Irish Times series: Irish Health Innovators: Eamonn Costello, patientMpower
Working with Health Innovation Hub Ireland, we are lucky to meet people from Irish healthcare start-ups to people on the front line that are truly innovative. Damian Cullen, the Irish Times Health Editor has agreed to share some of these in a new series ‘Irish Health Innovators’, by HIHI Dublin Manager, Eimear Galvin. Below is the second in this series.
Irish health innovator 2: Eamonn Costello, patientMpower
Eamonn Costello started his career as a telecoms engineer. A move to London brought fresh opportunities and after a time he moved into working with early stage start-ups, though healthcare was not a space where he saw himself. This changed when in 2012 his father Bill was diagnosed with pancreatic cancer. Eamonn and his fiancé (now wife) moved back to Dublin, where Eamon spent almost a year taking care of his father, much of that time spent in hospitals.
“His medication regimen would frequently change after a two week cycle – but within a two week cycle, your medication changed day by day”, Eamonn explains. This made care challenging and confusing so there was no other option than to visit the hospital for everything, even if it seemed small, just in case. Eamon saw first-hand the huge burden in the acute hospital space that can be reduced with the right support to empower patients and enable remote condition management.
The germ of Eamonn’s idea began with his father’s illness and when Bill died in 2014, Eamonn set up patientmPower with Kerril Thornhill, quickly joined by Colin Edwards who brought significant clinical experience to the company. Active in a number of therapy areas including lung and kidney disease their stand out product is a connected lung spirometer. Spirometry is a type of pulmonary function test (PFT), a non-invasive procedure that provides important information about how well the lungs are working.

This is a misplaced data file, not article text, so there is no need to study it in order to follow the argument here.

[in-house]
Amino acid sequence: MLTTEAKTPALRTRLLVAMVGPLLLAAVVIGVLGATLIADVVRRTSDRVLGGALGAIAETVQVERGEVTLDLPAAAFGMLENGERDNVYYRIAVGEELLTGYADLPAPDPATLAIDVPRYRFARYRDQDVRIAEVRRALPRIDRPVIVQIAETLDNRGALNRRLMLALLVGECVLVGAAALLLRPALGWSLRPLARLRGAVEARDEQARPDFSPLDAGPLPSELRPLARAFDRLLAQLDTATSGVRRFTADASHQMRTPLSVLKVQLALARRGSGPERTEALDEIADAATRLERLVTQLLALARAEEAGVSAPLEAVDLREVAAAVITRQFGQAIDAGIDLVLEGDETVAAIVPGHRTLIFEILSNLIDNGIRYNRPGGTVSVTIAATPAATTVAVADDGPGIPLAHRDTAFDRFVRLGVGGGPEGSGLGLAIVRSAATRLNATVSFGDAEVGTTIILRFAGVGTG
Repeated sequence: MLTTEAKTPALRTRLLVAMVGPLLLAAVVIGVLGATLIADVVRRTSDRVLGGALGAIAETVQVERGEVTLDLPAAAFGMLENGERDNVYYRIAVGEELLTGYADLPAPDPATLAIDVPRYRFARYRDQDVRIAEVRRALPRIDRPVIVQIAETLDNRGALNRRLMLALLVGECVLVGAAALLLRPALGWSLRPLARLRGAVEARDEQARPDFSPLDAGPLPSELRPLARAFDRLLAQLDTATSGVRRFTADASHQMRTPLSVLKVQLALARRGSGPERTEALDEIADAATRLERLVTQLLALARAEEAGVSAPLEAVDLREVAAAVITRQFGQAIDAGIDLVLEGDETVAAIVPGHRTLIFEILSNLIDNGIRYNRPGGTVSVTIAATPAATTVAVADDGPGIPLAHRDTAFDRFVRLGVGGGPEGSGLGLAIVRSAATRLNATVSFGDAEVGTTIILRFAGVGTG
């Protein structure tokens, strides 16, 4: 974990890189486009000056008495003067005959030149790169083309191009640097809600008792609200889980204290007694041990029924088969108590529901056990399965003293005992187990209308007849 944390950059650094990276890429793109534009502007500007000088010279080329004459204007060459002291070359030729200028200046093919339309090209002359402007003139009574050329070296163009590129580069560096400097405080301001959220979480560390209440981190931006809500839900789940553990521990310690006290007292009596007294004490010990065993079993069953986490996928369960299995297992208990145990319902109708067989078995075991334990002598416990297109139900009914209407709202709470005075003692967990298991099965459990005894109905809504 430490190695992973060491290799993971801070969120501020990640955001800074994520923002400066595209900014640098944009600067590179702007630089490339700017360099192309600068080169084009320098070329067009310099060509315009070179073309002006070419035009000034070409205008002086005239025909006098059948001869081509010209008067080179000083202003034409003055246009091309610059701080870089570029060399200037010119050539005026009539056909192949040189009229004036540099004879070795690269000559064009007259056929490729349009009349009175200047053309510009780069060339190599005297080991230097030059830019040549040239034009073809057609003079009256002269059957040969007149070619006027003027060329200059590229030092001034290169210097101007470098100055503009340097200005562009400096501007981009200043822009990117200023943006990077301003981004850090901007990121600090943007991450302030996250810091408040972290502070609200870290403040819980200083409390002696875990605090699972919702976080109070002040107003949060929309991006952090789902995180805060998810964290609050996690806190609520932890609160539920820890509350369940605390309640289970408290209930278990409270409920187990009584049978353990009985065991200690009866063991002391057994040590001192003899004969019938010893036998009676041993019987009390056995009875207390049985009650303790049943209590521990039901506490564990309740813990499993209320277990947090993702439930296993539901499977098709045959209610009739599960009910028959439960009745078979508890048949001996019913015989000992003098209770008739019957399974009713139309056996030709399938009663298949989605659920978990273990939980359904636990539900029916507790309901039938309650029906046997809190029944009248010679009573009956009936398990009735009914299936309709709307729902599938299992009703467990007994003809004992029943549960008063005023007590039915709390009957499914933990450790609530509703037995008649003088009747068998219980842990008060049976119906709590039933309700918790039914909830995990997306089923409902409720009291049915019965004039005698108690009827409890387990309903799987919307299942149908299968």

“People who have undergone a lung transplant have to adapt to a whole new world where even air quality can affect their recovery. We empower people after their lung transplant to better manage their treatment and care and enable lung transplant specialists to reliably monitor their patients’ progress remotely.”
‘patientMpower for Lung Transplant’ is the mobile platform which enables patients to keep track of everything relating to their health after a transplant and share this information with their healthcare team in real time. The aim is to remove physical clinical monitoring as much as possible. The patient has a spirometer, which they blow into that is blue tooth connected to an app on their phone. The functionality is so precise that a participant in a validation trial in Texas was able to notice early lung transplant rejection and receive the right care in the right time.
Based in Dublin’s Digital Hub, PaietntmPower undertakes a significant amount of their clinical validation work here in Ireland, with Eamonn citing Beaumont, the Mater and Galway as exceptional sites for their research, testing and product development work. However, in terms of market share and growth Eamonn sees the company continuing to target US and UK markets. “The fact is that the Irish healthcare funding and reimbursement model does not encourage our type of solutions. In the US, there is value placed on avoiding hospitalisation that we do not currently have in Ireland. Preventative healthcare is not practiced or value based.”
From personal experience of hospital focussed healthcare delivery Eamonn and the PateintmPower team have developed a portfolio of products that empower patients through personalised remote care – which is the future of healthcare globally. Much of their portfolio is researched and developed in Ireland, tested in Ireland, with Irish patients and proven results in an Irish clinical setting. Yet the patientMpower for Lung Transplant’ is still unavailable to actively treat patients in the Irish system, outside of trial parameters.
Originally published in the Irish Times, May 14, as part of the ‘Irish Health Innovators’ series by HIHI Dublin Manger, Eimear Galvin